Masterpiece Cakeshop’s Jack Phillips, who won a Supreme Court case in June, is once again being harangued by the Colorado Civil Rights Commission for refusing to bake a cake with a pro-LGBTQ message. Alliance Defending Freedom filed a federal lawsuit late Tuesday night against the commission on his behalf, over the state’s second attempt to compel him to bake a cake with a message that violates his religious beliefs.
Two months ago, the Supreme Court ruled that Phillips ought not to have been forced to bake a cake with a pro-LGBT message for a same-sex couple’s wedding, because the court found that the commission was overtly hostile to the baker’s religious beliefs.
Now, the commission is once again going after Phillips, this time to compel him to bake a cake celebrating a “gender transition.”
On June 26, 2017 — the same day the Supreme Court announced it would take up the cake baking case — an attorney, who is identified in the court filings as Autumn Scardina, asked Phillips to bake a cake that is blue on the outside and pink on the inside to celebrate his decision to live as if he were a woman. When Phillips declined, Scardina filed a complaint with the commission that July, alleging that he was unlawfully discriminated against.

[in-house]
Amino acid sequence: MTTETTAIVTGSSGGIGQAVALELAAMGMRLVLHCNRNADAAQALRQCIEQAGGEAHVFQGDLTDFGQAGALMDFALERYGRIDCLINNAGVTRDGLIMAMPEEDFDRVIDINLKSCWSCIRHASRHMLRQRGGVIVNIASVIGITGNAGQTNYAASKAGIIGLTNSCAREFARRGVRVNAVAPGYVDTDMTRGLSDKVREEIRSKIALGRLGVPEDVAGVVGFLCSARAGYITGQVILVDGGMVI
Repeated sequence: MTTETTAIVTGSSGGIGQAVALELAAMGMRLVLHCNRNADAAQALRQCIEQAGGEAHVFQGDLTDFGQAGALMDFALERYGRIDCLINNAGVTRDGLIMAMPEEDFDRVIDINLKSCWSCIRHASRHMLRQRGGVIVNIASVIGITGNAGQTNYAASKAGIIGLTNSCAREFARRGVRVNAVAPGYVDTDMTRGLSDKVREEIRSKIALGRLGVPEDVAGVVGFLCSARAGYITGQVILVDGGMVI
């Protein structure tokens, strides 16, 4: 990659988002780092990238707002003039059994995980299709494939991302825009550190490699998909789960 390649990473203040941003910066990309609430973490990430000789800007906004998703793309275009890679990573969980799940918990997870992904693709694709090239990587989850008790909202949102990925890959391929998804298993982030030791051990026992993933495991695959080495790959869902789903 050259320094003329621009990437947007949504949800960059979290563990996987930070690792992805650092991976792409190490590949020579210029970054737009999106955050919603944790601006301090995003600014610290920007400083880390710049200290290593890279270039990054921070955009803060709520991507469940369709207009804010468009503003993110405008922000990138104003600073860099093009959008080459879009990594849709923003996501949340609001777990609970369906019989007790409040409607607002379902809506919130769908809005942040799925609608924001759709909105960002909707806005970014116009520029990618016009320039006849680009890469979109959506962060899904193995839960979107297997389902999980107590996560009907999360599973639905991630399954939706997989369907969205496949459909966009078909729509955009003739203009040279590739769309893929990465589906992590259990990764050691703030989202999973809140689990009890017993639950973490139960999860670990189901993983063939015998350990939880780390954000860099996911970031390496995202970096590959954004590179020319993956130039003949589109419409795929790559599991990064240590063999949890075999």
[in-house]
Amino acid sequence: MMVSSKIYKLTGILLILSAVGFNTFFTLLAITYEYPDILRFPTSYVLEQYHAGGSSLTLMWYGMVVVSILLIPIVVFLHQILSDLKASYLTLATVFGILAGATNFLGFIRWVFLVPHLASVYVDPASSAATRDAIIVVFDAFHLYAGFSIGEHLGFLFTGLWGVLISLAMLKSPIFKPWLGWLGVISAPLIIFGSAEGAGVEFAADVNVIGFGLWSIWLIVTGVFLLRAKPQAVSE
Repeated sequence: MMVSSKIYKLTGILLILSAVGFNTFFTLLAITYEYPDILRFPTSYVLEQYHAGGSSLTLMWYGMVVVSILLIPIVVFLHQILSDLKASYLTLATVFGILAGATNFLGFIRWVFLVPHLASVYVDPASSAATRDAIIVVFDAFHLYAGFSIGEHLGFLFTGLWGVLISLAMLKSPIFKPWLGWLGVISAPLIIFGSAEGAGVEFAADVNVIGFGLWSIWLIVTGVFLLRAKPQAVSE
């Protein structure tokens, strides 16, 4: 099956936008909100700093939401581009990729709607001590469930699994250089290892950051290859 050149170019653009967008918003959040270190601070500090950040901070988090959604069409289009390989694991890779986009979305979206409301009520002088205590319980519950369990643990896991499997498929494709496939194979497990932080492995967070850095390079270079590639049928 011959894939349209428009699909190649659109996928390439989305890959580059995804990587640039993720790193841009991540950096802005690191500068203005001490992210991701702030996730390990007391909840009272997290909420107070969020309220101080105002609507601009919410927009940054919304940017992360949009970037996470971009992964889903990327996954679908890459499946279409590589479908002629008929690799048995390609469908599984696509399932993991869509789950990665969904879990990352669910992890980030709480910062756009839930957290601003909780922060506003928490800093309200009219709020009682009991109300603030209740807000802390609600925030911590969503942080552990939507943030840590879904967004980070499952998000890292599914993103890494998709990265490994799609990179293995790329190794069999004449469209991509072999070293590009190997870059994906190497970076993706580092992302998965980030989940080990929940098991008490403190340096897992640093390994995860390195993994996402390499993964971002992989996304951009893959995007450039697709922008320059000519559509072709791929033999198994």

Just weeks after Philip’s victory at the Supreme Court, the commission issued a probable cause determination, stating that there was enough evidence to back up Scardina’s claim that Phillips had broken the law by declining the order for the custom cake.
Phillips is not backing down. He’s suing the commission for violating his constitutional right to live out his religious beliefs and his right to due process under the law.
“The state of Colorado is ignoring the message of the U.S. Supreme Court by continuing to single out Jack for punishment and to exhibit hostility toward his religious beliefs,” ADF’s Kristen Waggoner said in a statement. “Even though Jack serves all customers and simply declines to create custom cakes that express messages or celebrate events in violation of his deeply held beliefs, the government is intent on destroying him — something the Supreme Court has already told it not to do. Neither Jack nor any other creative professionals should be targeted by the government for living consistently with their religious beliefs.”